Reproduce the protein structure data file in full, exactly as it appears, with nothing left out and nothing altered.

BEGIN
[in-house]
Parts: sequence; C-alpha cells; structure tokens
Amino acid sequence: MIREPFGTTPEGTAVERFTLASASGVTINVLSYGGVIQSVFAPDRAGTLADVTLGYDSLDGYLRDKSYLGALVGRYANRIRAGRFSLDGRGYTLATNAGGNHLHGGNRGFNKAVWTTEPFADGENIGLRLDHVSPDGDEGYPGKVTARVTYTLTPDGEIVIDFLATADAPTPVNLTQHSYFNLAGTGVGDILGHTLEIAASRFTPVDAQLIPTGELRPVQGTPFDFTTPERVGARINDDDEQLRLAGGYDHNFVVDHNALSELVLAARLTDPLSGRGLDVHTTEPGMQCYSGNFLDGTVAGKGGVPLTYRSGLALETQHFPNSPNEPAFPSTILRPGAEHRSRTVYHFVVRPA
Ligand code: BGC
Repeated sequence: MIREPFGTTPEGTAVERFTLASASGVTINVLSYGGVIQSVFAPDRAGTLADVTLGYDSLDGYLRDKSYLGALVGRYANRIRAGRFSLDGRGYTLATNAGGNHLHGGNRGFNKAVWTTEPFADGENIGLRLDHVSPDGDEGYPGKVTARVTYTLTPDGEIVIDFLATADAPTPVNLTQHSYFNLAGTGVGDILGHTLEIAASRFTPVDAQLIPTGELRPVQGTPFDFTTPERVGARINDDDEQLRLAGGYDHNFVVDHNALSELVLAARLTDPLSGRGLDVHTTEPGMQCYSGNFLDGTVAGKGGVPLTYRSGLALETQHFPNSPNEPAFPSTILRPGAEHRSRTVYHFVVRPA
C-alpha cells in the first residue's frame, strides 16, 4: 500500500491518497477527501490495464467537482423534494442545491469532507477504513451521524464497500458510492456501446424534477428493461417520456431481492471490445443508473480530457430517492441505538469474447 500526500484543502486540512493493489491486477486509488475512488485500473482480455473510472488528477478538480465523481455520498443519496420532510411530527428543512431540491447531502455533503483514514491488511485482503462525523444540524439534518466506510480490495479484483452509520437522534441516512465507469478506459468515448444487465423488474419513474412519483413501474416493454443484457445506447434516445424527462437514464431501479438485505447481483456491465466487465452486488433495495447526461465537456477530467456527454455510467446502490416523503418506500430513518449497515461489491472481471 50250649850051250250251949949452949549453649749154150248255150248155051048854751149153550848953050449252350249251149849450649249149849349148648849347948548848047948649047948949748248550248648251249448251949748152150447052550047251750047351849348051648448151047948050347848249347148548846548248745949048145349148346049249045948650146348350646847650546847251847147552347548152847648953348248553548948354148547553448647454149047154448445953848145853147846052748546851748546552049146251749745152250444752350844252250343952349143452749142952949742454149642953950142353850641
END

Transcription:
[in-house]
Parts: sequence; C-alpha cells; structure tokens
Amino acid sequence: MIREPFGTTPEGTAVERFTLASASGVTINVLSYGGVIQSVFAPDRAGTLADVTLGYDSLDGYLRDKSYLGALVGRYANRIRAGRFSLDGRGYTLATNAGGNHLHGGNRGFNKAVWTTEPFADGENIGLRLDHVSPDGDEGYPGKVTARVTYTLTPDGEIVIDFLATADAPTPVNLTQHSYFNLAGTGVGDILGHTLEIAASRFTPVDAQLIPTGELRPVQGTPFDFTTPERVGARINDDDEQLRLAGGYDHNFVVDHNALSELVLAARLTDPLSGRGLDVHTTEPGMQCYSGNFLDGTVAGKGGVPLTYRSGLALETQHFPNSPNEPAFPSTILRPGAEHRSRTVYHFVVRPA
Ligand code: BGC
Repeated sequence: MIREPFGTTPEGTAVERFTLASASGVTINVLSYGGVIQSVFAPDRAGTLADVTLGYDSLDGYLRDKSYLGALVGRYANRIRAGRFSLDGRGYTLATNAGGNHLHGGNRGFNKAVWTTEPFADGENIGLRLDHVSPDGDEGYPGKVTARVTYTLTPDGEIVIDFLATADAPTPVNLTQHSYFNLAGTGVGDILGHTLEIAASRFTPVDAQLIPTGELRPVQGTPFDFTTPERVGARINDDDEQLRLAGGYDHNFVVDHNALSELVLAARLTDPLSGRGLDVHTTEPGMQCYSGNFLDGTVAGKGGVPLTYRSGLALETQHFPNSPNEPAFPSTILRPGAEHRSRTVYHFVVRPA
C-alpha cells in the first residue's frame, strides 16, 4: 500500500491518497477527501490495464467537482423534494442545491469532507477504513451521524464497500458510492456501446424534477428493461417520456431481492471490445443508473480530457430517492441505538469474447 500526500484543502486540512493493489491486477486509488475512488485500473482480455473510472488528477478538480465523481455520498443519496420532510411530527428543512431540491447531502455533503483514514491488511485482503462525523444540524439534518466506510480490495479484483452509520437522534441516512465507469478506459468515448444487465423488474419513474412519483413501474416493454443484457445506447434516445424527462437514464431501479438485505447481483456491465466487465452486488433495495447526461465537456477530467456527454455510467446502490416523503418506500430513518449497515461489491472481471 50250649850051250250251949949452949549453649749154150248255150248155051048854751149153550848953050449252350249251149849450649249149849349148648849347948548848047948649047948949748248550248648251249448251949748152150447052550047251750047351849348051648448151047948050347848249347148548846548248745949048145349148346049249045948650146348350646847650546847251847147552347548152847648953348248553548948354148547553448647454149047154448445953848145853147846052748546851748546552049146251749745152250444752350844252250343952349143452749142952949742454149642953950142353850641